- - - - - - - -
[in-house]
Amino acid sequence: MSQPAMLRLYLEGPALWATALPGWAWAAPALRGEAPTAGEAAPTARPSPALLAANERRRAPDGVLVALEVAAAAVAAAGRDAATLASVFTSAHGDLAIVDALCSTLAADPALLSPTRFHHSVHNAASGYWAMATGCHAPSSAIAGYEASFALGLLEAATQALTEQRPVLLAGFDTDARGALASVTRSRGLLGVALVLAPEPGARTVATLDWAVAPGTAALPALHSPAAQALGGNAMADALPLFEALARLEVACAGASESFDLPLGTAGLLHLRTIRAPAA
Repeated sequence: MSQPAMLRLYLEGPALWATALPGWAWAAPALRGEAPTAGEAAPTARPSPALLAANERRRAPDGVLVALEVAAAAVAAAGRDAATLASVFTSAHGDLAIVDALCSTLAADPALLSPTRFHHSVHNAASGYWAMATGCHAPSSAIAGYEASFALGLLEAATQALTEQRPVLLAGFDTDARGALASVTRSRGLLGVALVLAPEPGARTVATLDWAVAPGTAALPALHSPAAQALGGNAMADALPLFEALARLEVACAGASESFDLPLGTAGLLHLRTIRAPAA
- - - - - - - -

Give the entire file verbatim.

[in-house]
Amino acid sequence: MSQPAMLRLYLEGPALWATALPGWAWAAPALRGEAPTAGEAAPTARPSPALLAANERRRAPDGVLVALEVAAAAVAAAGRDAATLASVFTSAHGDLAIVDALCSTLAADPALLSPTRFHHSVHNAASGYWAMATGCHAPSSAIAGYEASFALGLLEAATQALTEQRPVLLAGFDTDARGALASVTRSRGLLGVALVLAPEPGARTVATLDWAVAPGTAALPALHSPAAQALGGNAMADALPLFEALARLEVACAGASESFDLPLGTAGLLHLRTIRAPAA
Repeated sequence: MSQPAMLRLYLEGPALWATALPGWAWAAPALRGEAPTAGEAAPTARPSPALLAANERRRAPDGVLVALEVAAAAVAAAGRDAATLASVFTSAHGDLAIVDALCSTLAADPALLSPTRFHHSVHNAASGYWAMATGCHAPSSAIAGYEASFALGLLEAATQALTEQRPVLLAGFDTDARGALASVTRSRGLLGVALVLAPEPGARTVATLDWAVAPGTAALPALHSPAAQALGGNAMADALPLFEALARLEVACAGASESFDLPLGTAGLLHLRTIRAPAA